link   
 


off-topic post removed to prevent thread-drift


 



posted on Nov, 3 2014 @ 04:54 AM
link   
It seems that a handle that was not supposed to be operated until later in the flight was moved from the locked to the unlocked position by the copilot. A strange thing to do for an experienced test pilot.
edit on 3-11-2014 by Mogget because: (no reason given)



posted on Nov, 3 2014 @ 05:00 AM
link   
a reply to: Mogget

What did the levers operate, do you know?

First i've heard of this possibly being pilot error, and not a structural failure of the airframe because the new fuel mix was too powerful.

Where did you get that info from mate?



posted on Nov, 3 2014 @ 05:02 AM
link   
a reply to: Phage

Not to nitpick, but they didn't even make it to 'space' did they?

Goes to show it's not just space that's not safe.



posted on Nov, 3 2014 @ 05:07 AM
link   
I have corrected my post, but essentially the lock/unlock handle was not supposed to be operated until the spaceplane was doing at least Mach 1.4, but it was switched from the locked to the unlocked position at just beyond Mach 1.0. I am not sure how much sooner this is than normal, but it is not normal procedure. However, the feather handle (which moves the struts to either side of the spaceplane fuselage from horizontal towards vertical) was NOT moved, but these struts still started to move towards the vertical position.

That being the case, it seems like the accident was due to a mix of pilot error and technical fault.



posted on Nov, 8 2014 @ 06:39 AM
link   
This is just armchair speculation. Only virgin know what the actual anomaly was.
a reply to: Mogget



posted on Nov, 8 2014 @ 07:44 AM
link   
a reply to: Nochzwei

They've already said that there is video of the crew unlocking the feathers at Mach 1,and that at that speed there was a possibility of them moving due to aerodynamic stresses. So no, it's not just armchair speculation.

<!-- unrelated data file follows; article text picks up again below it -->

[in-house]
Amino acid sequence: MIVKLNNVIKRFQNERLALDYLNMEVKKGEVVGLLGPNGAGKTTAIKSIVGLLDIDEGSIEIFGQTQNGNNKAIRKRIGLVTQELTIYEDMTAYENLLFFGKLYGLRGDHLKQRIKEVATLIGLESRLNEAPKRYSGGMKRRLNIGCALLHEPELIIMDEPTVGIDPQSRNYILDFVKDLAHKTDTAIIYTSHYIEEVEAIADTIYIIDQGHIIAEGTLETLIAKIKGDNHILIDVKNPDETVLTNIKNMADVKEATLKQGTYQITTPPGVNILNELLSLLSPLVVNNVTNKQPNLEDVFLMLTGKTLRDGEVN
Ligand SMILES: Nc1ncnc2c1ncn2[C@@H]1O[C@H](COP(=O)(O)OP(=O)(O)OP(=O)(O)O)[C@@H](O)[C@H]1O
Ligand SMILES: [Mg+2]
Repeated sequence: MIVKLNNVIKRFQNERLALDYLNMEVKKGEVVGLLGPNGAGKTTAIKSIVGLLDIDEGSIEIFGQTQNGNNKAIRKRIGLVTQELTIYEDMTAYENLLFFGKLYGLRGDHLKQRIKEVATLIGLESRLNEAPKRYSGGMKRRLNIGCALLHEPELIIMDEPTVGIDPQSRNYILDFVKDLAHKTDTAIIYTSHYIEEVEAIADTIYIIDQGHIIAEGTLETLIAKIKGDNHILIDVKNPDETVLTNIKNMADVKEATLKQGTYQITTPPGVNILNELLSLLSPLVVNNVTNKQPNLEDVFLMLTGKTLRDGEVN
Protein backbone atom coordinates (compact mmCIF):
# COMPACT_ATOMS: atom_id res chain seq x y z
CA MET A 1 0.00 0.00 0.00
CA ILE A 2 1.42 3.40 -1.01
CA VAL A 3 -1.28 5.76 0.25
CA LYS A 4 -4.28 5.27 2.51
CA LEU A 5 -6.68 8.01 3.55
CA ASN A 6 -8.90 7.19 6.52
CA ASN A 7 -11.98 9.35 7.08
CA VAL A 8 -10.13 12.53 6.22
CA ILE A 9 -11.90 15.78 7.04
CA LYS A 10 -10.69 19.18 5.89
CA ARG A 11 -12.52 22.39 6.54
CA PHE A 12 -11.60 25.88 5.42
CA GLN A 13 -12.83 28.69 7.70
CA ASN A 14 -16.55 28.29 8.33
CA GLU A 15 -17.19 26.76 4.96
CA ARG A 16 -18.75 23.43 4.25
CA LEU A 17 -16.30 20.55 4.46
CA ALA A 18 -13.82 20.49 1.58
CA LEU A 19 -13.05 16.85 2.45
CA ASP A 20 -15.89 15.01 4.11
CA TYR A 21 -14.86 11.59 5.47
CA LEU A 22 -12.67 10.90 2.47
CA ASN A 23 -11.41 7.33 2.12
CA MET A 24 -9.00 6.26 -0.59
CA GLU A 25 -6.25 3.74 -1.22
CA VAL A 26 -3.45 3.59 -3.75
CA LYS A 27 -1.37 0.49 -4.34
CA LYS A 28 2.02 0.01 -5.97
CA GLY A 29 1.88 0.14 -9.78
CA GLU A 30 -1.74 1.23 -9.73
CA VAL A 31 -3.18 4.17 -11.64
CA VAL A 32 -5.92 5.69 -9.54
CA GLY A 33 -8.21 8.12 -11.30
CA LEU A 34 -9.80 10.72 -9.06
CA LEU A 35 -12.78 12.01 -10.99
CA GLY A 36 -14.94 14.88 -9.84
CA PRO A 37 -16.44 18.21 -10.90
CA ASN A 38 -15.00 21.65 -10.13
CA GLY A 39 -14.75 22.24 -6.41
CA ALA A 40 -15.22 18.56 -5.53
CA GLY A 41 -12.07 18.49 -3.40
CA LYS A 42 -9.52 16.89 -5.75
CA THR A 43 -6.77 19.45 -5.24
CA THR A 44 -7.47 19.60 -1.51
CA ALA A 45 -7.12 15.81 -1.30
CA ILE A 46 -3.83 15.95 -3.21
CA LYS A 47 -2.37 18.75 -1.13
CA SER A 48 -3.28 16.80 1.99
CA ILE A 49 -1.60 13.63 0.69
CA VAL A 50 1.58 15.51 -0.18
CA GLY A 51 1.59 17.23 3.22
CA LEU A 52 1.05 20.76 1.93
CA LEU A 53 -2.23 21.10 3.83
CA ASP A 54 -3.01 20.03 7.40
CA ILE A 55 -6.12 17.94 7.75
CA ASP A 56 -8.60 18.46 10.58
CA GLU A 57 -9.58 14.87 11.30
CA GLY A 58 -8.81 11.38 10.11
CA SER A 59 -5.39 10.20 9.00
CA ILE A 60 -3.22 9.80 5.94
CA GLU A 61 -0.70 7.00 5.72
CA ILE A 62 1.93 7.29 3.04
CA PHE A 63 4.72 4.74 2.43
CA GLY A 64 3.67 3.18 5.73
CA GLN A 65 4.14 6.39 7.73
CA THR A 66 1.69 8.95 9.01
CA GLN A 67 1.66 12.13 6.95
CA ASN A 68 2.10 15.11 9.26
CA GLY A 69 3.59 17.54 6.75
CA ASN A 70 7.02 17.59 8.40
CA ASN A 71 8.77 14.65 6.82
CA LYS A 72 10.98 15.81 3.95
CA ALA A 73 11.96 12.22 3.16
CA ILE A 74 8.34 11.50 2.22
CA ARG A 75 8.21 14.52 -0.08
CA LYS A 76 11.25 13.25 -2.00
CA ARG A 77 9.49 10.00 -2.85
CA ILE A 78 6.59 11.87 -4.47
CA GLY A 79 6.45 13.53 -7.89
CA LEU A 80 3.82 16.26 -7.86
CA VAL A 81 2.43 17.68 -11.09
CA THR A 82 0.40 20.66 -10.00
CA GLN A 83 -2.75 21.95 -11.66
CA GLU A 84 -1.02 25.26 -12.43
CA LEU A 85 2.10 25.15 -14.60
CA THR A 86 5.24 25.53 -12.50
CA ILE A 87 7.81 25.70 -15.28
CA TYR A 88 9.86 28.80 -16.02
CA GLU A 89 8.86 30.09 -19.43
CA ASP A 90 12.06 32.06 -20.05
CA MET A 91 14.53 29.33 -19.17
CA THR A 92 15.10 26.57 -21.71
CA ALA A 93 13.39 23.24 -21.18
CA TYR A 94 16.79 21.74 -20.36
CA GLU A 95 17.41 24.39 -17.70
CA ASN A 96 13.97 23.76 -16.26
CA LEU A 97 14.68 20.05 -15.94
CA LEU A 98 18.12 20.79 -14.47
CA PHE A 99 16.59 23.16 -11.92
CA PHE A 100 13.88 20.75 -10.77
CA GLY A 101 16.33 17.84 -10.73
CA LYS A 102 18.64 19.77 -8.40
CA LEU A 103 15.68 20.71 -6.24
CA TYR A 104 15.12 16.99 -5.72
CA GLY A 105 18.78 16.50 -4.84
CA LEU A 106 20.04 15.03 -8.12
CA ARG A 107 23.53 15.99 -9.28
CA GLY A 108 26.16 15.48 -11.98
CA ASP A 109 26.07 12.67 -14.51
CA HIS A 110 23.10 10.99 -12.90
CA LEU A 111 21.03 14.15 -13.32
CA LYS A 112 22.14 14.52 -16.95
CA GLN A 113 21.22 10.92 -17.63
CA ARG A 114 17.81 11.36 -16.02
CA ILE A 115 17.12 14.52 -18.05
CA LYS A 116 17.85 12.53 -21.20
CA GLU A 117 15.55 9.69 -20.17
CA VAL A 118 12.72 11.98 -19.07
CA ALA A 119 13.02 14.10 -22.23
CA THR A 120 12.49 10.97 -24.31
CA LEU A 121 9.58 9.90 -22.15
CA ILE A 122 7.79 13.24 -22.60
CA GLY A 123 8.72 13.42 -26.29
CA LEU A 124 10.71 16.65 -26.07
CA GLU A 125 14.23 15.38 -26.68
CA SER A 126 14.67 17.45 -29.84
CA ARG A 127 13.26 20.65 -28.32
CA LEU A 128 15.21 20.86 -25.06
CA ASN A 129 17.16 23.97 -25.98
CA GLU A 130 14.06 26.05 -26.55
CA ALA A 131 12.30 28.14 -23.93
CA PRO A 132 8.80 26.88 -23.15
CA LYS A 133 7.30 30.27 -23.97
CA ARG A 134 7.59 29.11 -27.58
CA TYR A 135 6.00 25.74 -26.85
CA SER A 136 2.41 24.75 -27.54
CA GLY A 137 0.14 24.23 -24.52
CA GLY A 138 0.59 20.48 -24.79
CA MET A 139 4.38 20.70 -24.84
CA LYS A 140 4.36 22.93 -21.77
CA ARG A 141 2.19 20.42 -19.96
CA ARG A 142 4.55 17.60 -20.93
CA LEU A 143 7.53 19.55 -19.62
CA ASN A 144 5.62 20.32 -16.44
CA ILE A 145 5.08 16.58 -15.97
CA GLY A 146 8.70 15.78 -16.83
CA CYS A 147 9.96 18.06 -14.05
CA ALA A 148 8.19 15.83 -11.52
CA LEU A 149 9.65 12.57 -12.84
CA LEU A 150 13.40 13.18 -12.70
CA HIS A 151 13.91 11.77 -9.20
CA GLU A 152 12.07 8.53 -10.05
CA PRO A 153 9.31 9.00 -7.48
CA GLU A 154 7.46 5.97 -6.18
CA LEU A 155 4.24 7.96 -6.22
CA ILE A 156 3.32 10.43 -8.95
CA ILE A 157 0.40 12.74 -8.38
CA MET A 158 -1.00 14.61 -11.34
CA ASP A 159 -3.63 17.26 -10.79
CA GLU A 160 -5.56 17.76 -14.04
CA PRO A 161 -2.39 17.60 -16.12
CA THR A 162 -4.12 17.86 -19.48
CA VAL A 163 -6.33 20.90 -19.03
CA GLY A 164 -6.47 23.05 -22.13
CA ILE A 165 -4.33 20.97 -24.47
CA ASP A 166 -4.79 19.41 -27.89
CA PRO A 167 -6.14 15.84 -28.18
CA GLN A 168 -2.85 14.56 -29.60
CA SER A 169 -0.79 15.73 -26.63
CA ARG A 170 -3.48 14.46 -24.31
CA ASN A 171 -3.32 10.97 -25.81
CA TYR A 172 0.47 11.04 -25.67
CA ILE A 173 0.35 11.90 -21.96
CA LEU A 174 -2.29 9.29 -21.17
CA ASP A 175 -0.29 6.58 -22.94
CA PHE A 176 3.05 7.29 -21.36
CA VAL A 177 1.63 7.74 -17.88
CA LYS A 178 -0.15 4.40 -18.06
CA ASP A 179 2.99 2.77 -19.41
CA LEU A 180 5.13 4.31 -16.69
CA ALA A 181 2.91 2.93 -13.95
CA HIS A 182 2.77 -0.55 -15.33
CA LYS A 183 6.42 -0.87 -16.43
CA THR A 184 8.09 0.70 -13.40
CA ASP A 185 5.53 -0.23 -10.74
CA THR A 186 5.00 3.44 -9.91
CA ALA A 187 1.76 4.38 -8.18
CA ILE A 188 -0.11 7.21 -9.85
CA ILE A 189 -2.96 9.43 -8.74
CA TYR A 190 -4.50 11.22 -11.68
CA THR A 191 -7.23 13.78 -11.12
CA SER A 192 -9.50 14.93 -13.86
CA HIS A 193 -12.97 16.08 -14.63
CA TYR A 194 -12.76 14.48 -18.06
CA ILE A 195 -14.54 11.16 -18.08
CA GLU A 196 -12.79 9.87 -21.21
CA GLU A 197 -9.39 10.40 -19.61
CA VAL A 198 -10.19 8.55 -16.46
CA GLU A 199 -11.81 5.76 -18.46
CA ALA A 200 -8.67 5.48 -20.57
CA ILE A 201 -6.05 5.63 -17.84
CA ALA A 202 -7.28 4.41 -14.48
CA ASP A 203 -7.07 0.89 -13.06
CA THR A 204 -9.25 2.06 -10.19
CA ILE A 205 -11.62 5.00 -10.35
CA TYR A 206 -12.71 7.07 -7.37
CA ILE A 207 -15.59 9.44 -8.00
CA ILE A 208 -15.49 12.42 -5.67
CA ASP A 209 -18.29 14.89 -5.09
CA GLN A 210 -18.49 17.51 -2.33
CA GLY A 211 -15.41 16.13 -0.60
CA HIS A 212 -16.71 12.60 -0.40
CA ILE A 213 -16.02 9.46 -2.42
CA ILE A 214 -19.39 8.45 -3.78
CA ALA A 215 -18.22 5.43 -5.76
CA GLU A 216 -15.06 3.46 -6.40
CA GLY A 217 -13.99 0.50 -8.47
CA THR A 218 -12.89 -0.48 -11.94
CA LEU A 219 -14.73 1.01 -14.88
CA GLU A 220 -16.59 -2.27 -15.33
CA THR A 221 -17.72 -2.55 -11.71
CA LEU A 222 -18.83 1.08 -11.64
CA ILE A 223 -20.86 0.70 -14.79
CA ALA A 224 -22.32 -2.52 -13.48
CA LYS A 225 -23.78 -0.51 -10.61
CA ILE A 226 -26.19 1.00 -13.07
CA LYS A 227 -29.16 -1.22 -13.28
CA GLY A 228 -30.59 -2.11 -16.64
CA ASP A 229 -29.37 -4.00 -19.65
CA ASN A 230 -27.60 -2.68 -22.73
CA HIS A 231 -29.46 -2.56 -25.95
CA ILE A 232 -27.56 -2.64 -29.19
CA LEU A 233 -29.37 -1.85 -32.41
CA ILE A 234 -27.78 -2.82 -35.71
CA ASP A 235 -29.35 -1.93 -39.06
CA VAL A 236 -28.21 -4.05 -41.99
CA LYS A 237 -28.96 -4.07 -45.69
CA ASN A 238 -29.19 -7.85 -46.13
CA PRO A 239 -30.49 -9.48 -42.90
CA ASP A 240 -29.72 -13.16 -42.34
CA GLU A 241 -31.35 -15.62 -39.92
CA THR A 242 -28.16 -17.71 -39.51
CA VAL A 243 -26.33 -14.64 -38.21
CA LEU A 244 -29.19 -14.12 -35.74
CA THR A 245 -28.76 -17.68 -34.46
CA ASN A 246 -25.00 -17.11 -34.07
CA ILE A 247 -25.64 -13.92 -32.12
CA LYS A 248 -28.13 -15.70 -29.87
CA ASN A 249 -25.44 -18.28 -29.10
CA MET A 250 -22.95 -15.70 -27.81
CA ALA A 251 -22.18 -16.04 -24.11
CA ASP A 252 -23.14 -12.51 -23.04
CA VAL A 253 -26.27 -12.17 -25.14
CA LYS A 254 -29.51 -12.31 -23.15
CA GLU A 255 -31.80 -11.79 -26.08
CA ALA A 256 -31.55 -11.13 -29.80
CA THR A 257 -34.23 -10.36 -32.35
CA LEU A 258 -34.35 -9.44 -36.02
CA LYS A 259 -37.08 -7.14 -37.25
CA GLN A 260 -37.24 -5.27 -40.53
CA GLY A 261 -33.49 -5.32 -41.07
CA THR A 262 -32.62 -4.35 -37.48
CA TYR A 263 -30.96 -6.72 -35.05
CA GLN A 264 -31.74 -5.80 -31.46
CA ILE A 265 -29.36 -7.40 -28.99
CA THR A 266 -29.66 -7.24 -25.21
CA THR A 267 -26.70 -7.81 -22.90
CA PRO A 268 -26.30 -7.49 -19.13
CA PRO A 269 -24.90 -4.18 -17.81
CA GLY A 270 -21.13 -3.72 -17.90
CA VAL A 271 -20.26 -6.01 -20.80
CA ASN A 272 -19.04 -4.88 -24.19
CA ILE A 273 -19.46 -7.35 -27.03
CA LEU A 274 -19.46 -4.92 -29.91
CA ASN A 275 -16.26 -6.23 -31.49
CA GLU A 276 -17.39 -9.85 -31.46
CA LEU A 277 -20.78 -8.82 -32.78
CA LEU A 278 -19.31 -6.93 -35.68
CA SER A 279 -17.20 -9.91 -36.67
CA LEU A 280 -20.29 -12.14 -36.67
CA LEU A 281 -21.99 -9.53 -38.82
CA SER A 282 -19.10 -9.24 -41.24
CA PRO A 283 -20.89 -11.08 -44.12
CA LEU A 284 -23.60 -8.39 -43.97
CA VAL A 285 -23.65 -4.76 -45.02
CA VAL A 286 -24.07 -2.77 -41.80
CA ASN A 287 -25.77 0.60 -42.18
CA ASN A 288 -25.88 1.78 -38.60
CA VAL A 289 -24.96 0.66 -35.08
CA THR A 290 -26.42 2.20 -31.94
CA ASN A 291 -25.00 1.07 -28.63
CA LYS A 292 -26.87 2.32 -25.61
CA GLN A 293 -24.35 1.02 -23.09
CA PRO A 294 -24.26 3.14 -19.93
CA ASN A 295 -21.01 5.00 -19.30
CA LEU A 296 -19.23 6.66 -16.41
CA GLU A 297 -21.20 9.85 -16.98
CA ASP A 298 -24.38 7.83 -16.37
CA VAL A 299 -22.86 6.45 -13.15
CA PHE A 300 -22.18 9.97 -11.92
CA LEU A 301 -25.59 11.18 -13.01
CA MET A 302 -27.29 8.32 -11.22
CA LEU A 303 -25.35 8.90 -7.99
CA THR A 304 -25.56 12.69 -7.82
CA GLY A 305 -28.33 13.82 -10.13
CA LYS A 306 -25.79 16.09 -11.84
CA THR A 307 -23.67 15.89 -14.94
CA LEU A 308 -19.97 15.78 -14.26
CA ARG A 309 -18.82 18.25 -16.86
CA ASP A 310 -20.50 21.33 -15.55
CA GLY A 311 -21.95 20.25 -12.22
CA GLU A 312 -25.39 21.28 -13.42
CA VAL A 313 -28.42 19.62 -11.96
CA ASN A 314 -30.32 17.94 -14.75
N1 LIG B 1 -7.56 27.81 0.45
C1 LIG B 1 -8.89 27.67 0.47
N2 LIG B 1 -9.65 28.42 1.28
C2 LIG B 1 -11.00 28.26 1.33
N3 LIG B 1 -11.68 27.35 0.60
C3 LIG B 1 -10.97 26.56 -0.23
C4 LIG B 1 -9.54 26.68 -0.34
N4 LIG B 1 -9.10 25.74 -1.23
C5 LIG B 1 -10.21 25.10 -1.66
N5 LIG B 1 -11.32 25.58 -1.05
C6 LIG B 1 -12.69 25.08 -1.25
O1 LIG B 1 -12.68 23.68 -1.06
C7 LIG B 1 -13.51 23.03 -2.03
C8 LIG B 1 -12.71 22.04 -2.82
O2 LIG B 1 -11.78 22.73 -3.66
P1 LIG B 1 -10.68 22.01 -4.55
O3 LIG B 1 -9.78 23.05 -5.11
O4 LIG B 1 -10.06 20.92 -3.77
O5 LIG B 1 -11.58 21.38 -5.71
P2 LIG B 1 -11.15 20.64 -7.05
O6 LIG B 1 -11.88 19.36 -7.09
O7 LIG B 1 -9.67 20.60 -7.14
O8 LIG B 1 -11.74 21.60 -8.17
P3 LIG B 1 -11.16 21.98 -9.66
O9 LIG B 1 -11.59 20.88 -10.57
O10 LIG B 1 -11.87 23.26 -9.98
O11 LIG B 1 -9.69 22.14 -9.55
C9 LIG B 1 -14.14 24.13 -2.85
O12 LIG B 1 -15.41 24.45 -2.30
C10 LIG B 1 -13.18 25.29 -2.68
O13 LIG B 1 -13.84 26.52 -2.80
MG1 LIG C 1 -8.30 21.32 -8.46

posted on Nov, 16 2014 @ 12:12 AM
link   
a reply to: Zaphod58 The anomaly may have been yaw. On a previous flight, non powered glide back in October 2011 I think it was, with 3 on board, pilot, copilot (same guy) and engineer, they lost control of it and that same copilot operated the feathers (as in shuttlecock) and they regained control. Perhaps his unlocking them this time was because it was a rough ride and he thought they were going out of control again. Why else would an experienced guy do that? Pilot error my ass. For such an important aerodynamic aid it seems strange that it is necessary to unlock then pull a lever because that takes time which you might not have, and if you're going to unlock them its because you need them because you're gyrating but at that moment they can break loose, that is not at all clever.
I wonder how the future space passengers would respond to being in a constantly yawing craft?
One good thing did come out of this though, the new fuel didn't explode, despite the attempts of MSM!



posted on Nov, 16 2014 @ 12:17 AM
link   
a reply to: Flyinghaggis

He could have misheard the ground, or any number of other things. It's doubtful we'll ever know why he unlocked them, but the other pilot hasn't said anything about feeling like they were yawing or any other problems that have been announced yet.



posted on Dec, 12 2014 @ 05:50 PM
link   
Tests mostly always have glitches and failures. This is where mistakes are learned from and experiences built upon, no?

No conspiracy here, right?




top topics



 
26
<< 1  2   >>

log in

join